After one week I left the kibbutz for Tel Aviv. Each time that I felt down, I pulled out my English Bible and read the Lord's prayer.I said to myself, "I've got to find a New Testament in Hebrew."After some searching, I found a Bible bookstore on Ben Yehuda Street. I went inside and announced, "I'm a Notstri and I believe in Yeshu!"

The woman there looked at me in amazement. Finally, she said, "You are not a Notstri. You are a Yehudi Meshichi [Messianic Jew], and His name is not Yeshu but Yeshua!"

I said, "What? There are other Jewish believers?"

She gave me three addresses of Messianic congregations and the address of Dugit Bible bookstore, where I met Avi Mizrachi, a Messianic leader, who really discipled me. Because I worked at night in a kiosk, I was unable to go to his congregation which meets in the evening. So I visited another address I had - Tiferet Yeshua Congregation. I love all the believers but I really know that God led me to this congregation. I love my new Israeli believing friends, and I am now a part of the praise team! Through the teaching and my home group I am really growing in my faith. All I feel is that I want God!

Because of the financial situation, I have not been able to find work in my field of computers, so I clean the beaches of Tel Aviv with a tractor at night. As I clean, I pray for the beaches, that one day they will be spiritually cleansed, and will be filled with Israeli young people who have found Yeshua!

Note: Nitzan Arnon is one of the most on-fire Israeli believers we have ever met. He is completely sold out to God and is a joy and inspiration to the new and long-time believers alike in our congregation! God has a future for him! Ari & Shira Sorko-Ram

Our Tiferet Yeshua Congregation in Tel Aviv

When we began Tiferet Yeshua (the Glory of Yeshua) in 1995, we felt God directed us to found a congregation geared to the needs of native-born Israelis, called Sabras. The local Israelis are the hardest national group to reach with the Good News; it is always easier to reach immigrants in any land, because of the fact that they have been uprooted and as a result are more open to new ideas and concepts. We thank God for the Russian-speaking Messianic congregations, the Ethiopian, and the English-speaking congregations in the land. However, we are convinced in our hearts that the Sabras must be reached before there can be genuine revival in the Israel .

We now have about 100 members, over 90% are Israelis, 50% of whom are Sabras, and a number of others have been in Israelfor many years. This number does not include the many family members and friends who are sympathetic to the Gospel and who come periodically. About half of the congregation is made up of teen-agers and young people 20-35 years of age, and we have a steady flow of local Israeli visitors every week who are hearing the Gospel for the first time in their lives. We have seen new Israeli believers come into our congregation in disbelief that there are so many local Israeli believers in one place!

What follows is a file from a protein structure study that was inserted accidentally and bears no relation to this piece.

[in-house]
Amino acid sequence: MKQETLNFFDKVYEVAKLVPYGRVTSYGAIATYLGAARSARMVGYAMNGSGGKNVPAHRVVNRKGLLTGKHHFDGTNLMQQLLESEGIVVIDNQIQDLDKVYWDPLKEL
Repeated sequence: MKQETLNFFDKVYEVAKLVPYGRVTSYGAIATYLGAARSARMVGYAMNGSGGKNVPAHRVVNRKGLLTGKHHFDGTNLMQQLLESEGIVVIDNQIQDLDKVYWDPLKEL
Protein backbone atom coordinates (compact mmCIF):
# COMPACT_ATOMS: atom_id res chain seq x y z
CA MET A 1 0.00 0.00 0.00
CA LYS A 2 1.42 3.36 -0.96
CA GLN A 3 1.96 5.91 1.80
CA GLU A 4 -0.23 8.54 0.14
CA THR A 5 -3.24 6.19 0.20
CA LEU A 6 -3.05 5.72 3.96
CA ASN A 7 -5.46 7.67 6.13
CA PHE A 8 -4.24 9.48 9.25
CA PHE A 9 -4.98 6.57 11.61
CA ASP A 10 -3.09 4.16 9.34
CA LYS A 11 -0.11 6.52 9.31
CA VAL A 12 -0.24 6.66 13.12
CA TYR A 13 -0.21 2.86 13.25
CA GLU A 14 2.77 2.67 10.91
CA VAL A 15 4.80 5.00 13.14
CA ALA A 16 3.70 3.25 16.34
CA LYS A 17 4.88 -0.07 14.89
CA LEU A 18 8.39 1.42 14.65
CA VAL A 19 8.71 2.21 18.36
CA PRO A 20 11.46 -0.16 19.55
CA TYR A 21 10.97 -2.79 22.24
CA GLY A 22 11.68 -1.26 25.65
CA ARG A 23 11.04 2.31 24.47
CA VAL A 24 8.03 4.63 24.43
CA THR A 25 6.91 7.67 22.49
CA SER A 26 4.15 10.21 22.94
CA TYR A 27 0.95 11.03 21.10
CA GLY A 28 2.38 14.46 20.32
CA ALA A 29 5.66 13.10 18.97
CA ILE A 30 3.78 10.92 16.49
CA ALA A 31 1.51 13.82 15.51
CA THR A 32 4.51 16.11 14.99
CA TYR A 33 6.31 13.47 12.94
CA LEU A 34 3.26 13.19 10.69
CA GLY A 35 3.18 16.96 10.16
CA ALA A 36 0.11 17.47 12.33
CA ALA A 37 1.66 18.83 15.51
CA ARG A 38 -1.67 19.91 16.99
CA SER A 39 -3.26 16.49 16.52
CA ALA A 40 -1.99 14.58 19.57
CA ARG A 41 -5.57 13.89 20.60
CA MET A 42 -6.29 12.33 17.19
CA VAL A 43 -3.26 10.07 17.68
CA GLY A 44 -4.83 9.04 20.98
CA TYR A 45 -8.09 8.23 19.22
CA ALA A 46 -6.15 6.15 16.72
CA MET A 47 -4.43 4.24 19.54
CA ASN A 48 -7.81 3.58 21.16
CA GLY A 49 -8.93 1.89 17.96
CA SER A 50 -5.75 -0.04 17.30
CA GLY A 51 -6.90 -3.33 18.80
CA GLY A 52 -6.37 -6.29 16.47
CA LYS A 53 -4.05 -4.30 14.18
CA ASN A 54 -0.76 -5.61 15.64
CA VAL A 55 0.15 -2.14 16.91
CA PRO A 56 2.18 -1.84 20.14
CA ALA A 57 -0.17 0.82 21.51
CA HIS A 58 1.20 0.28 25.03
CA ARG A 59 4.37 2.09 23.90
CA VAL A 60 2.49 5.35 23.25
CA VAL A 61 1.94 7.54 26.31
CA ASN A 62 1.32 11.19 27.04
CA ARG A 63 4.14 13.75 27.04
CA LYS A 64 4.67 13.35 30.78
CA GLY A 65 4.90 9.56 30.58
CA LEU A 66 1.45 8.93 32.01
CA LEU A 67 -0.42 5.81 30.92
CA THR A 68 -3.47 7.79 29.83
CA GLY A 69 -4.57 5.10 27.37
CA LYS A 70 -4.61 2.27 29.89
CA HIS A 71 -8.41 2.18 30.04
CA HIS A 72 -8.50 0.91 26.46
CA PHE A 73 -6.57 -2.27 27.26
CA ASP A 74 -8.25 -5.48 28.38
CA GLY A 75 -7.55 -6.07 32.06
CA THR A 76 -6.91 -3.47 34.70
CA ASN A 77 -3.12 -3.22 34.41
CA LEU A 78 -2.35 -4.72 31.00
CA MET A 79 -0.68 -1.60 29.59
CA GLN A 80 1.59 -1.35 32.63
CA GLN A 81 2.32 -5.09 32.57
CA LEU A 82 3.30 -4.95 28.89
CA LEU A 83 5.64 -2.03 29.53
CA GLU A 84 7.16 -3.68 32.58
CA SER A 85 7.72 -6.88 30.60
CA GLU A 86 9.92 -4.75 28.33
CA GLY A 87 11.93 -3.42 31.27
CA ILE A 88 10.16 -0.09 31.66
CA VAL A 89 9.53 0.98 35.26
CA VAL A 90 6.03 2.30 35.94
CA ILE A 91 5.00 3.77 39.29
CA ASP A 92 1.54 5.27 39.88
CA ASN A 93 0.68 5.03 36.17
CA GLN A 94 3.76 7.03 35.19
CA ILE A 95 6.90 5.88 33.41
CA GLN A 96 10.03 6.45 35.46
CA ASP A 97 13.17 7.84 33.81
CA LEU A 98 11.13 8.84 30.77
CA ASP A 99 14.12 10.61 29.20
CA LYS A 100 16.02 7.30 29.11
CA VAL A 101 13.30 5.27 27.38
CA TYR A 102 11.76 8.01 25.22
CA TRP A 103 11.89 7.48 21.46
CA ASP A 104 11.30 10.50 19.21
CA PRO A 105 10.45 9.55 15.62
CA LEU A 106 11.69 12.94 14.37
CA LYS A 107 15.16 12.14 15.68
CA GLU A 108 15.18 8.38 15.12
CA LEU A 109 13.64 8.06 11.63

Rent for our congregation facility, which is a hall in a poor section of downtown Tel Aviv, costs $5,000 per month, plus taxes and utilities. Our congregation generously gives tithes and offerings, but their salaries are low, and they are able to cover only a portion of the total costs. None of the leadership receives any salary from the congregation.

We also have the beginnings of a BibleSchool in Tel Aviv, teaching the basic truths of the Bible to new and older believers alike. Asher Intrater, elder in our congregation, is the head of our Israeli Institute of Messianic Judaism. We currently have between 30-40 students attending the courses. We often have non-believers also taking our courses, as many Israelis who are interested in the faith feel they must study the Scriptures first to see if Yeshua is truly the Messiah promised in the Bible. Maoz gave $51,369.00 for the support of the congregation and Messianic Institute in 2001. One of our current prayers is that within six months we will be able to rent facilities for a number of full-time students. We could then begin a much more developed program for Bible School students.

Surprised at a Wedding in Jerusalem

By Shira Sorko-Ram

Emanuel Nachum is one of the most unusual young men you will ever meet. Born in Austria, raised in Tel Aviv and Jerusalem, he began composing classical music as a small child, and as a teenager he was asked to play his flute before Israel's prime ministers, presidents and Knesset members numerous times. Presently, he is composing an opera on the subject of Job, while at the same time he is leading the worship at his parent's congregation.

His father, Shimon, grew up in the Lord in our first congregation years ago and met his wife to be, Batya, there. Ari performed their wedding. Now Shimon and Batya pastor a Messianic congregation and are directors of Kingdom Ministries in Jerusalem.